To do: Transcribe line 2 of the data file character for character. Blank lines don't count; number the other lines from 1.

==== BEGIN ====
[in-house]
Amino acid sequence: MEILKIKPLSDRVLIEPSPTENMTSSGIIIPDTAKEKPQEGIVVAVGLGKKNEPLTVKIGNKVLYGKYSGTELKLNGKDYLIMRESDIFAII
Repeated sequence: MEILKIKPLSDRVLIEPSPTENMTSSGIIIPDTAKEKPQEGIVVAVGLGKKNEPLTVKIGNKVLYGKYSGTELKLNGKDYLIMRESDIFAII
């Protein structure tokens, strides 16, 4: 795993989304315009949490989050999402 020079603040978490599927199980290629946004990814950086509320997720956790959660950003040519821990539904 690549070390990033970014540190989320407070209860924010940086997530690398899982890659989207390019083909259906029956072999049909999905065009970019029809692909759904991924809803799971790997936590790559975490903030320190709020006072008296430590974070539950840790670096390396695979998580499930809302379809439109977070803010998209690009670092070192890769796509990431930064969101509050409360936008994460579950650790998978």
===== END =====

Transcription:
Amino acid sequence: MEILKIKPLSDRVLIEPSPTENMTSSGIIIPDTAKEKPQEGIVVAVGLGKKNEPLTVKIGNKVLYGKYSGTELKLNGKDYLIMRESDIFAII